Capacity, autonomy and the limits of the obligation to secure life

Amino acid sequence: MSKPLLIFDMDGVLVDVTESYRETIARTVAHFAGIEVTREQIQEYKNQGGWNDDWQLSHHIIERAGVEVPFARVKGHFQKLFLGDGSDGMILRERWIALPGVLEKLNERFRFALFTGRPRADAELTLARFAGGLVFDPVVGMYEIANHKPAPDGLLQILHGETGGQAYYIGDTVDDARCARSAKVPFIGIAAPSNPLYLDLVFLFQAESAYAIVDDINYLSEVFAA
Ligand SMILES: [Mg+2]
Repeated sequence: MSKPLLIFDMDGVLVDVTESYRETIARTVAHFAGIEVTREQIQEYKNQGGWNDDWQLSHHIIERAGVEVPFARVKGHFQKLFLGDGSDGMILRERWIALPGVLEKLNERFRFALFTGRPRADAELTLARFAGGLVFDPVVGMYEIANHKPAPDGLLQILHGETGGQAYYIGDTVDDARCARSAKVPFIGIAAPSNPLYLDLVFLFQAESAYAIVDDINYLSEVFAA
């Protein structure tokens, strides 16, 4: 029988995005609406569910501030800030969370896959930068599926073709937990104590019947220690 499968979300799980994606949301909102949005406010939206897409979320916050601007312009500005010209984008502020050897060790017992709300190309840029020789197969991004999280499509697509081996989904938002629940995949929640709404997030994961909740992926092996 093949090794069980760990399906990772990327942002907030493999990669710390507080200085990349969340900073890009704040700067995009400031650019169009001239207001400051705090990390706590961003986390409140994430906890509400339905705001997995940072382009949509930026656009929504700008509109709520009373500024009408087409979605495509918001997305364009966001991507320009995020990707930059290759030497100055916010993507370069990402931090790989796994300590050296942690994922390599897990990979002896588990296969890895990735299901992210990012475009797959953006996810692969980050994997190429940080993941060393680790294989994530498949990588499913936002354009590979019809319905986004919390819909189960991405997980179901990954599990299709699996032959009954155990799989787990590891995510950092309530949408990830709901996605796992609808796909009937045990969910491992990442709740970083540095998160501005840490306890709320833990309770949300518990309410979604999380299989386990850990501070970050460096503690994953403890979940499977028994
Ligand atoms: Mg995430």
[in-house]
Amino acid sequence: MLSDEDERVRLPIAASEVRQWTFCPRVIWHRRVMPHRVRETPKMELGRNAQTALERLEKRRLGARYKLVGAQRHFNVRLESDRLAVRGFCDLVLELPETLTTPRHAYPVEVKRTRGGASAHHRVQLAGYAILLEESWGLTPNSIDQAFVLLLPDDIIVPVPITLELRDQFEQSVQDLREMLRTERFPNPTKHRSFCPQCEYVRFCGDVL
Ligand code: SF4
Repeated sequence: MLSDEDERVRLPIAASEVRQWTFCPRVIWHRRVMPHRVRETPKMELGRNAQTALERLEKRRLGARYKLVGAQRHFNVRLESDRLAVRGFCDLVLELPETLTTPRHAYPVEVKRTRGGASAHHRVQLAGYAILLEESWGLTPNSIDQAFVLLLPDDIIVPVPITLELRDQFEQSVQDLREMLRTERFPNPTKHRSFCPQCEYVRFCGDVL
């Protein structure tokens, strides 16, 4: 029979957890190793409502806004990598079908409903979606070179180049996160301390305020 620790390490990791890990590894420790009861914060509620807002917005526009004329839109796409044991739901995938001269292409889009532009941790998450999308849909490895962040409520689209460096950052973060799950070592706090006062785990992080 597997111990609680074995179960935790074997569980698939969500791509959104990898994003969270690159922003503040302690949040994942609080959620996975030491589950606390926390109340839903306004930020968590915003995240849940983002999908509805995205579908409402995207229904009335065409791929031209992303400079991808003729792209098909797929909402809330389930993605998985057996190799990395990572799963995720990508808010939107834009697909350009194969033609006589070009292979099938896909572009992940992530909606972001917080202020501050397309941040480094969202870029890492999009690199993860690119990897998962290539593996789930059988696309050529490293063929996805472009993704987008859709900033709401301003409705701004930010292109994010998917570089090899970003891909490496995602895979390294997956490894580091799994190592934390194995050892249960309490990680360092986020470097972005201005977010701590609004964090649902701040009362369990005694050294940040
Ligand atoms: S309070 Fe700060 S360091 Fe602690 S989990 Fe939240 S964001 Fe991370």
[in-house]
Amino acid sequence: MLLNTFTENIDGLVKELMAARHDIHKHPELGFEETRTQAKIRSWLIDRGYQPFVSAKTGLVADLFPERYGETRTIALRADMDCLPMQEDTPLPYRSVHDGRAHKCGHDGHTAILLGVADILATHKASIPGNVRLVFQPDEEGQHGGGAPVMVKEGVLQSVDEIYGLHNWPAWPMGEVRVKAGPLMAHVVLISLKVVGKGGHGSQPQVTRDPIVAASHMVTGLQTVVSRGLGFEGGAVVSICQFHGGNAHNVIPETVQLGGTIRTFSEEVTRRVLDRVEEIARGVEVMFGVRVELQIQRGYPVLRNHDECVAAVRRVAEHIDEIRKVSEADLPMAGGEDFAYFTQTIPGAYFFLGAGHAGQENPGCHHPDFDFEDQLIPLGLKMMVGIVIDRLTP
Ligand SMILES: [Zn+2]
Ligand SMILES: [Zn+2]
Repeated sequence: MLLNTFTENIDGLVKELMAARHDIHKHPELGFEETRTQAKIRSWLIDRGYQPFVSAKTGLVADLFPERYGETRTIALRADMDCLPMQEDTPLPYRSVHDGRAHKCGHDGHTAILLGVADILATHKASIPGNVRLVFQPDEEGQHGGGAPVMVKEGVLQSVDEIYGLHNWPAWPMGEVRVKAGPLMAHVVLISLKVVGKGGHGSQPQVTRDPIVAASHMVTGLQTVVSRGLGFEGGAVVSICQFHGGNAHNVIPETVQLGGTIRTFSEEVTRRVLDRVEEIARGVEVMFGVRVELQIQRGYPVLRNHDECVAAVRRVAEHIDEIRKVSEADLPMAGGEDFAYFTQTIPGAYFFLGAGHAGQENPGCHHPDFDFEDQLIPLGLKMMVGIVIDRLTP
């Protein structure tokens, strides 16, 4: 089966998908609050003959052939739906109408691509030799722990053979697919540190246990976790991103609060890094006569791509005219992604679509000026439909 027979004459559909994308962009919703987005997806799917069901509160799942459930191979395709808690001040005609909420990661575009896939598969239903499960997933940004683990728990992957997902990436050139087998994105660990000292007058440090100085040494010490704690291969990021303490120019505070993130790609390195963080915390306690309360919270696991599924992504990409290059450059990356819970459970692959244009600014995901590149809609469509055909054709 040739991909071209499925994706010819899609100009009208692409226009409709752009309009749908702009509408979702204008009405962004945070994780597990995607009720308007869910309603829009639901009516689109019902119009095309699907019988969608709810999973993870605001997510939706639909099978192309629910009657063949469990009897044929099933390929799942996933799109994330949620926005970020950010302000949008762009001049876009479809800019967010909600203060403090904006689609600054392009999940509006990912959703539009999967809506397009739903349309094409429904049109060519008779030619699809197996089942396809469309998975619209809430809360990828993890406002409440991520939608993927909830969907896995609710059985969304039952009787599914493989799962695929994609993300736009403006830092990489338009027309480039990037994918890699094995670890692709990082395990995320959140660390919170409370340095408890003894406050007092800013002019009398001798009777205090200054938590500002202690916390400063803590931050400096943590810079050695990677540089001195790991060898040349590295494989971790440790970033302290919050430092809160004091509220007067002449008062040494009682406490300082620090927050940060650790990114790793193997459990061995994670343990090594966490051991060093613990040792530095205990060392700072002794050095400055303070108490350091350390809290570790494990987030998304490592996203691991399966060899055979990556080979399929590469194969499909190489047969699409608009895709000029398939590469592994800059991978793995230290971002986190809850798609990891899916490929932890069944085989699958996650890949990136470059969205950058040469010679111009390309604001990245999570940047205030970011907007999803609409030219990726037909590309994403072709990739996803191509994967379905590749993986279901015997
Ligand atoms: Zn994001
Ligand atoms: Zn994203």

R (Parkin) v His Majesty’s Assistant Coroner for Inner London (East) [2024] EWHC 744 (Admin) is an important, but curious, case about the limits of the duties imposed by Article 2 ECHR on public bodies to seek to secure the life of individuals in the community.  It concerned the inquest following the death of a Mrs Rosslyn Wolff, who was found dead in her home on 2022, following a domestic fire. A London Fire Brigade investigation team report concluded the most probable cause of the fire was unsafe use or disposal of smoking materials. Mrs Wolff had lived on her own; she was a hoarder, and the London Fire Brigade had multiple referrals for home safety visits over the years, although had managed to bring about the installation of a smoke alarm in 2019. She had come to the attention of the local authority after her son had raised concerns about her self-neglect and poor living conditions, and about her abusive treatment at the hands of another family member (who in turn was known to the local mental health service). An initial multidisciplinary assessment was carried out: no mental health concerns were identified in relation to Mrs Wolff herself, but “after much persuasion’, she agreed to a care package to support personal hygiene and medication compliance.”  She had briefly been detained under the Mental Health Act 1983 on two occasions in 2021, but her symptoms of confusion were then diagnosed as not proceeding from mental ill health but from hyperglycaemia – the result of not maintaining her diabetes medication regime.